Law Firms and Legal Organizations: Chong Nishimoto Sia Nakamura & Goya; Chun Kerr; Hawaii Association for Justice; McCorriston Miller Mukai MacKinnon; Carlsmith Ball; Cades Schutte; Goodsill Anderson Quinn & Stifel; Hawaii Filipino Lawyers Association; Bronster Fujichaku Robbins; Schlack Ito; Starn O’Toole Marcus & Fisher; Hawaii Women Lawyers; Ashford & Wriston; Damon Key Leong Kupchak Hastert; Marr Jones Wang; and Yamamoto Caliboso.
Kapolei Family Court:
Seth Harris; Ellen Politano; Maria Anita Lopez; Carol Tribbey; Mei Nakamoto; Mari Kishimoto Doi; Dyan K. Mitsuyama; Cheryl Yamaki; Stephen Hioki; Juan Montalbano; Jill Hasegawa; Greg Frey; Tom Tanimoto; Leslie Ching Allen; Jackie Thurston; Ann Isobe; Kimberly Van Horn; Erin Kobayashi; Elizabeth Paek-Harris; Noah Gibson; Gemma-Rose Poland Soon; and Kevin Adaniya.
Moreover, volunteers for the Appellate Pro Bono Program were recognized. The Appellate Pro Bono attorneys are: Annie Yi; Louise Ing; Matthew Mannisto; Jamila Jarmon; Daniel Gluck; Katherine Caswell; Bianca Isaki; Lance Collins; Robert Thomas; Mark M. Murakami; Veronica Nordyke; and Ross Uehara-Tilton.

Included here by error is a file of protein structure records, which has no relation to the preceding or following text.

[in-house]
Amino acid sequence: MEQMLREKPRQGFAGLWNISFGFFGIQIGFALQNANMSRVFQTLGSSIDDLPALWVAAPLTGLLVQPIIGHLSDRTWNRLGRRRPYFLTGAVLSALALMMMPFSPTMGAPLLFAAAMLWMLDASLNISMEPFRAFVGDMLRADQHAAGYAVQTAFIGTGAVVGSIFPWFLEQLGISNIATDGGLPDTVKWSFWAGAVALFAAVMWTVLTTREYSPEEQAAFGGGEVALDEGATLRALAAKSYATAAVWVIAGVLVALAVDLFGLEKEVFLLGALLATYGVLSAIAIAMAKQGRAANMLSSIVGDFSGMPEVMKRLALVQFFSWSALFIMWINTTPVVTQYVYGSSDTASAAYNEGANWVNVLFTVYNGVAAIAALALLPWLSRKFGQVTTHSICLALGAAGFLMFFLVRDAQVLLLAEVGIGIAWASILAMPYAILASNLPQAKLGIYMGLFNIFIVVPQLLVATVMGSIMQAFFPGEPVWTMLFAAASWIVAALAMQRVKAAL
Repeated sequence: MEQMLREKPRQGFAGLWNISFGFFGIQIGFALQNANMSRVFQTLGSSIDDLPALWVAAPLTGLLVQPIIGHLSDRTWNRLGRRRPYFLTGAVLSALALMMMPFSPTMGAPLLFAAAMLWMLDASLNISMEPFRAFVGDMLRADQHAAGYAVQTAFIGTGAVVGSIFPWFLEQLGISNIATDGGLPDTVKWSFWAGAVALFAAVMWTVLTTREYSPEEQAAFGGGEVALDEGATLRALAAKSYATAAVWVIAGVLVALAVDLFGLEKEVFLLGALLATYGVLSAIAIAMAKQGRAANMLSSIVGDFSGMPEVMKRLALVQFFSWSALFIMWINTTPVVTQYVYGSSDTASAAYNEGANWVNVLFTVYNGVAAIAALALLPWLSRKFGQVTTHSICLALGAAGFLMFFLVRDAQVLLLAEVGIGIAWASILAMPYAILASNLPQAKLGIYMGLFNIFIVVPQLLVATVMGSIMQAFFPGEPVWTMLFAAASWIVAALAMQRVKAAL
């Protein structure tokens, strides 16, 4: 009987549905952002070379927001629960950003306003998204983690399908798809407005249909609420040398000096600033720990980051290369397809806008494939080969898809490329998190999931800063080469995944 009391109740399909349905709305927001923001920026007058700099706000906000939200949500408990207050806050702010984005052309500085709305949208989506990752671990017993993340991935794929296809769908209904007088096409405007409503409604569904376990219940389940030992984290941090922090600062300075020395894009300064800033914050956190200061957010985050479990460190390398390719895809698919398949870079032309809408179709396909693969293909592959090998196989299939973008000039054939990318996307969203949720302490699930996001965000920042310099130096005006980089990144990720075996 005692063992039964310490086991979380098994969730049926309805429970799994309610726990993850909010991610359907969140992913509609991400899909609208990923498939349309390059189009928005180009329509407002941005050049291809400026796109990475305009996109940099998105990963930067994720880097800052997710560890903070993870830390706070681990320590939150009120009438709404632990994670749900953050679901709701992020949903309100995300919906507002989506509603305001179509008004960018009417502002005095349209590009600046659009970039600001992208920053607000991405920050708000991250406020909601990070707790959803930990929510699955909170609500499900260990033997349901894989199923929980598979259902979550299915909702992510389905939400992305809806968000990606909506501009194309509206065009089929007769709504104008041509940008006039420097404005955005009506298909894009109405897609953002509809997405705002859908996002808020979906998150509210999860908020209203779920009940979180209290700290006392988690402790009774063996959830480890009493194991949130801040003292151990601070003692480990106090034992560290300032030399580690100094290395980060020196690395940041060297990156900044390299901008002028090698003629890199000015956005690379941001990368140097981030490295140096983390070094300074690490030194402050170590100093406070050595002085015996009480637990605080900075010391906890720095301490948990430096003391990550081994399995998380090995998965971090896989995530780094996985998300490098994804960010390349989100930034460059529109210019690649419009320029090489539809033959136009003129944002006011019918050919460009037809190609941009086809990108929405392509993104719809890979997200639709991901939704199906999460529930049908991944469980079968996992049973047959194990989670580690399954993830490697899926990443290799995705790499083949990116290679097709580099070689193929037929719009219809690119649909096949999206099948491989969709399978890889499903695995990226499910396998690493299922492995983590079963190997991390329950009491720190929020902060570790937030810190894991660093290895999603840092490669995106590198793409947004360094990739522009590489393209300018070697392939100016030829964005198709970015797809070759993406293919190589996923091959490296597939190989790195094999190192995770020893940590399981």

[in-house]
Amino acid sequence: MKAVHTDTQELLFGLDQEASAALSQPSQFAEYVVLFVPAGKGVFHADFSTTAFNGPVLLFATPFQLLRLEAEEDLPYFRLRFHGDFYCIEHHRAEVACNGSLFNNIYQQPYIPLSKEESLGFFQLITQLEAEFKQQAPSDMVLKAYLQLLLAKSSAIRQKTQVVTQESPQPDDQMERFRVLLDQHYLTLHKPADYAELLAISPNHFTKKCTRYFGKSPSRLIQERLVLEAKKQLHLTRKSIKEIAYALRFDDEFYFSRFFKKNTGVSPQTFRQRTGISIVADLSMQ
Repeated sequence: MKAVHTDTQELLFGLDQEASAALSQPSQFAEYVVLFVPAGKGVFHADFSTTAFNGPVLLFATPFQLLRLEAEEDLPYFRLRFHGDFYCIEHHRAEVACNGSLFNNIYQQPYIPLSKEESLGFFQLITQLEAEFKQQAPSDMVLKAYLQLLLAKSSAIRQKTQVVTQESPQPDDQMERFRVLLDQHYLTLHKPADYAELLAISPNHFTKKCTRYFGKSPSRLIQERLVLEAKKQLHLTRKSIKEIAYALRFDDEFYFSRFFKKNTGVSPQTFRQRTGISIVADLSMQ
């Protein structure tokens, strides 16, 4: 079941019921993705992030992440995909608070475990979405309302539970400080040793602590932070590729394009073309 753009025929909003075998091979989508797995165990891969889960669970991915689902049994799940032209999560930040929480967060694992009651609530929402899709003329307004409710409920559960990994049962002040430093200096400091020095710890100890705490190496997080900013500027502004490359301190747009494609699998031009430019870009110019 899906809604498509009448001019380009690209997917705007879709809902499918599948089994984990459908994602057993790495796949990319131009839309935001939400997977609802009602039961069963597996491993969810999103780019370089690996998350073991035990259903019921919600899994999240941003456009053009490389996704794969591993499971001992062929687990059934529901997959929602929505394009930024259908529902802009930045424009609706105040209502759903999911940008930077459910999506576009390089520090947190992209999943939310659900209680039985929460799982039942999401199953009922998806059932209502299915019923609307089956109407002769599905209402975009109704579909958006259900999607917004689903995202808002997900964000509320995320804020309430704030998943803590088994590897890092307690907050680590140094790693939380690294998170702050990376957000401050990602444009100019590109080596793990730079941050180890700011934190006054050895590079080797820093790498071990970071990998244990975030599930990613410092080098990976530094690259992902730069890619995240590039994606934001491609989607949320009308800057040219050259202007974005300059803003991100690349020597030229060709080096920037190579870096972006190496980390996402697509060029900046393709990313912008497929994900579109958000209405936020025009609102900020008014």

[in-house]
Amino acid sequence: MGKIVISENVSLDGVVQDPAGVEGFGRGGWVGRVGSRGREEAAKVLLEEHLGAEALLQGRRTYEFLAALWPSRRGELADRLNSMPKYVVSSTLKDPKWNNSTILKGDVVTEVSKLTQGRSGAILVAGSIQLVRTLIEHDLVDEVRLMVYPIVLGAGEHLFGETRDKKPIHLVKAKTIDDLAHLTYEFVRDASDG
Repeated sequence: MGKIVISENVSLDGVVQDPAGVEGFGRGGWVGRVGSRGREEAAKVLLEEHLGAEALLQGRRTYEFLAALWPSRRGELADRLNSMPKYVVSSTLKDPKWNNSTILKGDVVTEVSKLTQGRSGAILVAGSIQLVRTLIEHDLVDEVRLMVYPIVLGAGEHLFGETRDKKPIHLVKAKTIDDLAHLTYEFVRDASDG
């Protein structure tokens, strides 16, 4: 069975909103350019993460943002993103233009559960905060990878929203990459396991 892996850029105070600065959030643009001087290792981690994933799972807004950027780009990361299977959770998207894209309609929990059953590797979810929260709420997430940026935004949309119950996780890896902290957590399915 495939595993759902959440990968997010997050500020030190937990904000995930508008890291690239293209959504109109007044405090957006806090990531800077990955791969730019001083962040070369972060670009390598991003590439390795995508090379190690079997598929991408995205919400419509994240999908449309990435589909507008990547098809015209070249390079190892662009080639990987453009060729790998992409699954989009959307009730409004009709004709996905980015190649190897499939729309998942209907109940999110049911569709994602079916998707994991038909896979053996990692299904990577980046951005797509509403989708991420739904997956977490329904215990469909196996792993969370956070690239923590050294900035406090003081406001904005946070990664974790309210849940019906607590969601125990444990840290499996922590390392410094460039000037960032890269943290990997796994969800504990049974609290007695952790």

In addition to acknowledgment of the volunteer attorneys and law firms, the award recipients from the Access to Justice Commission’s 2018 statewide high school essay contest were praised for their work.
This is the sixth year in a row that the Hawaii Access to Justice Commission has sponsored the contest to encourage and recognize student volunteerism through written essays and video presentations. The Commission received 130 essays and videos from public and private high school students in grades 10 through 12 on the theme: “What community service are you interested in, and how would you inspire others in the community to engage in community service?” In addition to the $500 student awards, a $100 award was given to a teacher or adviser, named by each student, to be used for educational purposes.